He was at that moment like the character in King Solomon’s Mines who, recalling that a solar eclipse is imminent, tells his savage captors that he will show his powers by blotting out the sun. He now had only to inform Amador that the ship was on its way and the first sight of it on the horizon at Colón would have exactly the desired effect.
A very great many people, however, were to find this explanation extremely difficult to believe. The Frenchman had gone to Washington, it would be charged, not to clear his thoughts or to stroll idly about Lafayette Square, but to tell Loomis to send a ship at once and that Loomis had assured him the next morning that the ship was on its way.
The answer given to this charge is vintage Bunau-Varilla:
My only reply to such critics is that they have not the slightest idea of scientific methods.
I built all this subtle diplomatic structure as a bridge is built: that is, by calculating its various elements, and not by trying to obtain direct information which it would have been impossible to obtain.
The abstract operations of trigonometry lead to results more certain than physical measurements, when both operations are possible, but in the majority of cases trigonometry alone can be used. I have made diplomacy as it were by trigonometry.
Such a method will without doubt seem incomprehensible to many minds.
He had noticed in the New York papers the reported movements of certain American naval vessels. The Dixie had been reported on its way to Guantanamo a few days earlier in The New York Times. The Nashville was at Kingston, Jamaica. If a ship had been ordered to Colón, it would be the Nashville, the one stationed nearest Colón, which, as he knew, had been in Colón earlier in the month. Figuring the ship’s speed to be ten knots, he decided that she could cover the five hundred miles from Kingston to Colón in two days. He then added twelve hours for preparations before sailing, which, he reckoned, would bring her over the horizon at Colón on the morning of November 2.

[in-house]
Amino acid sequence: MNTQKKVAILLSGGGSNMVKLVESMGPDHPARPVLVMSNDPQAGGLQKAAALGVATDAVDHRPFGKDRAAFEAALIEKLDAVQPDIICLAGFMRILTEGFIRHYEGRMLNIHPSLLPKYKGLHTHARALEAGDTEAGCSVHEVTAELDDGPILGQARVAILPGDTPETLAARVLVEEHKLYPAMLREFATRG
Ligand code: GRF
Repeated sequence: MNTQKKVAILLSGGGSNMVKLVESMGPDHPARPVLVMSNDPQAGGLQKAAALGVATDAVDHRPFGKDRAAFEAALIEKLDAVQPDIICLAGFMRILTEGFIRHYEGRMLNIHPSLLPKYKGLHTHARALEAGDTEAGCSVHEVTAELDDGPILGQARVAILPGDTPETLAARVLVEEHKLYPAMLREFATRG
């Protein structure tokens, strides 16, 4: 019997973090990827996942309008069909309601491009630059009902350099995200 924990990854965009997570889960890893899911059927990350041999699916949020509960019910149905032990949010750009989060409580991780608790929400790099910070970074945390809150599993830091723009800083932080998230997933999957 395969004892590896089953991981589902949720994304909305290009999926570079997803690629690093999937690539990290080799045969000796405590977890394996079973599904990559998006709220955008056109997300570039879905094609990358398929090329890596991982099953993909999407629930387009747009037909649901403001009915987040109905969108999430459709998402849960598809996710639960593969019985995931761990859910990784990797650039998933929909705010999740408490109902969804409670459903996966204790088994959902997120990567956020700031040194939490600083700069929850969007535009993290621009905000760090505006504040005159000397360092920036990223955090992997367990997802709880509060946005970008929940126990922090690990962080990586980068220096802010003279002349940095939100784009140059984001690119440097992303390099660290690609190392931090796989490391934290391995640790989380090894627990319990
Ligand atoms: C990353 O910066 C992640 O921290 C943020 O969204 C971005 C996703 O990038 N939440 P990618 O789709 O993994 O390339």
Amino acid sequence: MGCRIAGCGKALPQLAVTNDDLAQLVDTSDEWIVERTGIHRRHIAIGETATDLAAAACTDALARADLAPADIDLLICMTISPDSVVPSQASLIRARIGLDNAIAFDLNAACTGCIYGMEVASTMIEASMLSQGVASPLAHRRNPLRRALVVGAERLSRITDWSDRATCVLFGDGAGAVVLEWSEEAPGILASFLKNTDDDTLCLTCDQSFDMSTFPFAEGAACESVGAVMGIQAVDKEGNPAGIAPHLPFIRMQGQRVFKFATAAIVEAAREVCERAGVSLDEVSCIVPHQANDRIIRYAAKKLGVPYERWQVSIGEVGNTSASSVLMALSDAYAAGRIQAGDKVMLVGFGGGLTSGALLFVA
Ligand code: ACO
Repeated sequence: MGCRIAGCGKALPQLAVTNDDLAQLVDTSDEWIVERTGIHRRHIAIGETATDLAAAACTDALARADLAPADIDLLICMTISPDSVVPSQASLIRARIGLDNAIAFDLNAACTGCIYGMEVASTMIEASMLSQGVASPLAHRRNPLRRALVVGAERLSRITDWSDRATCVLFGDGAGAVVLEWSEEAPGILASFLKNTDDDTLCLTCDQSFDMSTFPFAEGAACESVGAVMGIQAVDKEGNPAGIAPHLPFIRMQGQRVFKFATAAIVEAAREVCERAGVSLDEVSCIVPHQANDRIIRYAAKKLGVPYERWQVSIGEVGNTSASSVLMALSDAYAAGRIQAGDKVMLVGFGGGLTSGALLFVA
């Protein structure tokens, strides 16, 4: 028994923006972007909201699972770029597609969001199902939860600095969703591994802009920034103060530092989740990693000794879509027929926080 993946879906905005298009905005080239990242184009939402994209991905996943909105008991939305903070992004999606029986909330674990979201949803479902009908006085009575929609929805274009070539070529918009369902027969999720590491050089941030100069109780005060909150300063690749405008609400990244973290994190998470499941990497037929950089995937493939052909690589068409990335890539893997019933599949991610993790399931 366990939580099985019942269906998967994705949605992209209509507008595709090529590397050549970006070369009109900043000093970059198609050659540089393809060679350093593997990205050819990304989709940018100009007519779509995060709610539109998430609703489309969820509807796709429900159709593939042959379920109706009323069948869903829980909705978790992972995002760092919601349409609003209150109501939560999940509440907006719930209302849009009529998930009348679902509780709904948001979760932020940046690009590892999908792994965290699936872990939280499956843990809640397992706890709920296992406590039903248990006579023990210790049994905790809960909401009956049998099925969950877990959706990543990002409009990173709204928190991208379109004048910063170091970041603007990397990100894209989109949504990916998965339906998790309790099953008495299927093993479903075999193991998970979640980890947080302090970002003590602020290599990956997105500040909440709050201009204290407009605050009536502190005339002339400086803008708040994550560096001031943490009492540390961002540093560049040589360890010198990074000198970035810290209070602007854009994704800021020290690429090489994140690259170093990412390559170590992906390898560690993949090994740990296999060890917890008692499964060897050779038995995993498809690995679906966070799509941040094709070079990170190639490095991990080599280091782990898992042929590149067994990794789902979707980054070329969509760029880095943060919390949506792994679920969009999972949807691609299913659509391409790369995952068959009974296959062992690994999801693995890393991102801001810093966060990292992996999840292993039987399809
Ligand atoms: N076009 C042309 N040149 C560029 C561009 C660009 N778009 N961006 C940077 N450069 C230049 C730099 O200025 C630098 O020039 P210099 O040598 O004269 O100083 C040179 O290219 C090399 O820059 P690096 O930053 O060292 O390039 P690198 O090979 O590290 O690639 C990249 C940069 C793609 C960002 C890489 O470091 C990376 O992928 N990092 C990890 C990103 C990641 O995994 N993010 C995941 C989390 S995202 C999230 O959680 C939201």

Having talked to Loomis, he took the morning (eleven o’clock) train back to New York and again at Baltimore got off to send a wire to Amador. The wire went off a little after noon on October 30. Decoded it read as follows:
ALL RIGHT WILL REACH TWO DAYS AND HALF.
In The New York Times delivered to his room the morning of Sunday, November 1, on page 4 in the bottom right-hand corner, Bunau-Varilla found a small dispatch datelined Kingston, Jamaica, October 31:
The United States gunboat Nashville sailed from here this morning under sealed orders. Her destination is believed to be Colombia.
1 Reportedly it was Senator Hanna who put Roosevelt on to Cromwell. “You want to be very careful, Theodore,” Hanna is supposed to have advised in fatherly fashion, “this is very ticklish business. You had better be guided by Cromwell; he knows all about the subject and all about those people down there.” Roosevelt replied that “the trouble with Cromwell is he overestimates his relation to Cosmos.” “Cosmos?” said Hanna. “I don’t know him—I don’t know any of those South Americans; but Cromwell knows them all; you stick close to Cromwell.”